Even if you know the story, saw the movie or an earlier production of Steel Magnolias, this iteration warrants a return visit, because it’s likely you haven’t seen an actual mother and daughter in the roles.
The casting adds a special charm and poignancy to the script, and it doesn’t hurt that both actresses are particularly good in their portrayals.
Sheri S. Herren brings a solid sense of strength and integrity as M’Lynn—she is the rock steady support for Shelby who needs her more than she will ever let on.
Shelby has a chronic illness that M’Lynn keeps watch on, and when Shelby is weakened and fatigued to the point of nearly collapsing, M’Lynn is right there to keep her standing and functioning, steadying her wobbling steps. It’s a dance that’s obviously gone on for years and the actual mother-daughter casting adds a heightened authenticity to the constant maternal instincts of care.
The play starts in the summer where the patrons of a beauty shop primp and prep for Shelby’s wedding, spans through the Christmas Holiday and then picks up two years later, reflecting the lives of this stalwart community of women who support each other through it all.
The other cast members are as effective and demonstrate their own steel magnolia survival instincts.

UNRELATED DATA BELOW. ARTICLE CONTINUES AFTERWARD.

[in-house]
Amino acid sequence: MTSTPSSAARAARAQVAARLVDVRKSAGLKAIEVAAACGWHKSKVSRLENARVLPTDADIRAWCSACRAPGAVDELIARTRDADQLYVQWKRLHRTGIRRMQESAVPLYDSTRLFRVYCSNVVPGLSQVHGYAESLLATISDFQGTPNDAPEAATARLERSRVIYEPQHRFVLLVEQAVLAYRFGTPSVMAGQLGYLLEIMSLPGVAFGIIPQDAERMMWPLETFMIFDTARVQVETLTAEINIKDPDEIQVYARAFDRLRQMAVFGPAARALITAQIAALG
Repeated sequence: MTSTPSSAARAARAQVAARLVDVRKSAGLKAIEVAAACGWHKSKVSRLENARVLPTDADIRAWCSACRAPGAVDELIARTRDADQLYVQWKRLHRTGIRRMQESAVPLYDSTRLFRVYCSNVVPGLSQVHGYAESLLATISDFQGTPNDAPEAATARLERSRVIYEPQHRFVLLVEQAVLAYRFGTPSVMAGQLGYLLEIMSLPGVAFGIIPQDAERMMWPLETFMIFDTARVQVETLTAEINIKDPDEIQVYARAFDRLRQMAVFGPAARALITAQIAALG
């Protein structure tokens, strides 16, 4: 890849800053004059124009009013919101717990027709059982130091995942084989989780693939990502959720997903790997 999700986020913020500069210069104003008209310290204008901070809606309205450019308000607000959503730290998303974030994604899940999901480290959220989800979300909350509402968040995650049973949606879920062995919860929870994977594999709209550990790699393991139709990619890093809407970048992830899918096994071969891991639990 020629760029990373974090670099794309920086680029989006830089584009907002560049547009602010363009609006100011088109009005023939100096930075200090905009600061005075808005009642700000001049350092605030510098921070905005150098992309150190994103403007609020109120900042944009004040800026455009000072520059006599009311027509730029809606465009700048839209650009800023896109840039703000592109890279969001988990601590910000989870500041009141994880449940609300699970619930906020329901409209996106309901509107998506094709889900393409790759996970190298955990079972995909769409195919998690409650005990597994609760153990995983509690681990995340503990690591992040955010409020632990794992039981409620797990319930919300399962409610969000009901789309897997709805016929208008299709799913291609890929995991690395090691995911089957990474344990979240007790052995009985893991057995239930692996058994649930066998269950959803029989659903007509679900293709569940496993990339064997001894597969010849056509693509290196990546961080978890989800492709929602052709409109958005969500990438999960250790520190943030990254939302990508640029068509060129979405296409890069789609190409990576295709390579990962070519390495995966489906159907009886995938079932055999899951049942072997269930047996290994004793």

Larissa Gallagher as Truvy the beautician is a sleek, trim wonder in stretch leggings and come hither platform shoes, directing the operations and guiding much of the action. Annelle played by Brianna Letourneau shows the most growth with every scene, first appearing as a nearly homeless waif, cautious, silent, dressed in mousey attire, and stumbling over her words. Once in the domain of the indefatigable bunch, she blossoms into the confident, courageous woman she was meant to be, and Letourneau plays the part with gusto.
Jane E. Petkofsky as Clairee hits her scenes with her usual strutting flair as a gussied up well-to-do widow in tailored suits to die for (costumes by Erin Nugent). Petkofsky has the great comic timing and delivery of the masters as evidenced in most of her clear spoken quips, and can be trusted to fix any muffled patches that snagged her on opening night. Linda High rounds out the cast as the loud-mouthed, boorish friend Ouiser, who also knows her way around the stage, grabs a spot and knows what to do with it.
Director Mark A. Rhea moves the characters effectively around the well-stocked beauty parlor, basins and all, set design by Trena Weiss-Null and the hair scenes actually work; Shelby really does look ready for her wedding, baby’s breath in her hair and all, handiwork of official hairstylist Craig Miller.
This production of Steel Magnolias demonstrates the timeless appeal of this well-known play.
It is simple, direct, and makes its heartfelt points without fuss and minimal sentiment—that no matter what happens, life goes on, and with a good friend or two by your side, you can get through anything.
The play is an interesting selection for Keegan, known for its distinctively strong voice, and it works well. The company’s upcoming Fall season looks terrific, starting with The Crucible, which is slated for an Irish tour, and ending with Twelve Angry Men, with Spring Awakening and other show-stoppers in-between.